FWIW, I’ve never thought you were condescending or mansplaining, and definitely not about the #ELJames debacle. I’m not blowing smoke up your derriere; I didn’t agree with everything you said in your “Online Is IRL” column but I think you said it very well. You always do.

  3. As a woman, I’ll vouch for you on that post. I may be ignorant as well of what EL James has done, hasn’t done. I haven’t read her stuff and have no intention to. But what you said about how people behave online, very true! People are beyond rude when there’s no one to hold them accountable for it.

    So please, feel free to continue to speak your mind. No matter what you say, you’re bound to piss someone off. But just know, there’s those of us who completely agree!

  4. I didn’t get that impression at all. Quite the opposite: I think you made some good points about our social media world. I’ve come out quite publicly against 50 Shades of Grey, largely because of how poorly researched and written it is. That’s on E.L. James for making such a poor attempt at such a noble job.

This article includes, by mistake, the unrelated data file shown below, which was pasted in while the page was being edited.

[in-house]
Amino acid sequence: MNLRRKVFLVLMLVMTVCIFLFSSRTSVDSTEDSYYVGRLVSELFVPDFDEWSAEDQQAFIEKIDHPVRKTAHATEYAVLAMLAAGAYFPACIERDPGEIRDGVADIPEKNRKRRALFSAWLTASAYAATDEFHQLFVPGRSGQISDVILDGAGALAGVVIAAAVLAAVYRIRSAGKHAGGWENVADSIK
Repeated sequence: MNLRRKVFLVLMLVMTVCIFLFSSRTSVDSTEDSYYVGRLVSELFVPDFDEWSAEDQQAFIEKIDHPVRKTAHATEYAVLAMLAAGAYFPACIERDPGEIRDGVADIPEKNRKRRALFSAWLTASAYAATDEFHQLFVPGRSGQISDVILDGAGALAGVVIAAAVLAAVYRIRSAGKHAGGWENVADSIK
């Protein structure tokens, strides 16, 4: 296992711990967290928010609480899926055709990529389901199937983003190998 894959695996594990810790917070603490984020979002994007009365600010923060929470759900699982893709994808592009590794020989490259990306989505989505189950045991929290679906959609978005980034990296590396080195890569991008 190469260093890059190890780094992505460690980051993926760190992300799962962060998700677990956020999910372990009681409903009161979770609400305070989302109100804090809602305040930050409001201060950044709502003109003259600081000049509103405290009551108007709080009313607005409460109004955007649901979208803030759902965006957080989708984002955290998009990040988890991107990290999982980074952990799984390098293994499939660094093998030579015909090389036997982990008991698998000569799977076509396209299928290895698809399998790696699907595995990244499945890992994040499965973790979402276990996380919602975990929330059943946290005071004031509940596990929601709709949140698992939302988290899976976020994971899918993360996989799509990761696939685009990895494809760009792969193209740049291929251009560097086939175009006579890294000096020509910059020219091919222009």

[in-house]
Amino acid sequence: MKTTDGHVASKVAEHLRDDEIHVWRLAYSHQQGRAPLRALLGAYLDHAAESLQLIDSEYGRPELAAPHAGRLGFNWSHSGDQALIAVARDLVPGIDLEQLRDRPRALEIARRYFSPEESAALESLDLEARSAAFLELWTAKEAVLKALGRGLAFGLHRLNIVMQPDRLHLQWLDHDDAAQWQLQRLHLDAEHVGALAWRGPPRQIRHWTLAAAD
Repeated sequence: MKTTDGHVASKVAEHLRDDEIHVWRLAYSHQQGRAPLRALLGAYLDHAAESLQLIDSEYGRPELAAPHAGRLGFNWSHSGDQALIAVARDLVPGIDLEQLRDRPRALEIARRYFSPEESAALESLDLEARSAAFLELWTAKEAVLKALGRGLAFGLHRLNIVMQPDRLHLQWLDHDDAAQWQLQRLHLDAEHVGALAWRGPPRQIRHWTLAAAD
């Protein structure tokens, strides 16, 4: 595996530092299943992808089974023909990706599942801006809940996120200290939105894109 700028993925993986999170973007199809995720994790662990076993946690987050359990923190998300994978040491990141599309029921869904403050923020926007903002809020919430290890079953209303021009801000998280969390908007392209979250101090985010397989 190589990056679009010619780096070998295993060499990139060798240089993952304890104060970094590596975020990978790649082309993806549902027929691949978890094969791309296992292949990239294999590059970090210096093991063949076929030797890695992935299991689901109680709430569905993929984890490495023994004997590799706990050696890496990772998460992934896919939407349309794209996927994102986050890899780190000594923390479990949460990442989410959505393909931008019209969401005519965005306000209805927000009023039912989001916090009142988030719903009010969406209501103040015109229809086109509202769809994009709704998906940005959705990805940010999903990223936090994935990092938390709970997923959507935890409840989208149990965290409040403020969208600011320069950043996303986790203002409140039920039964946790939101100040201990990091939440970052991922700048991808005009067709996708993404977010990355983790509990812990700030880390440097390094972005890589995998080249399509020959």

However, that doesn’t give us the right to act like bullies on the playground and assholes. We have a responsibility to be civil to each other and have the conversation. To share our grievances without destroying each other.

    James should be accountable for her work–but we shouldn’t lambast her or be cruel.

    You were absolutely right in what you said, and I didn’t get the impression you were “mansplaining” at all. Quite the opposite. You were an author in the social media world sharing his view. That you happen to have a larger footprint of influence is a privilege, but I doubt it’s one that you walked into without effort and hardwork. 🙂

    All the best,
    Ally

  5. Soooo …. your whole post is invalidated because the woman you were talking about may or may not have done some shitty things? (I don’t know, and I don’t care enough to find out).

    It’s OK to be horribly abusive to someone because “they started it”?

    Excuse me, Mr. Wendig, I’m going to ignore this mea cupla and have no regrets about all the places I shared your previous post.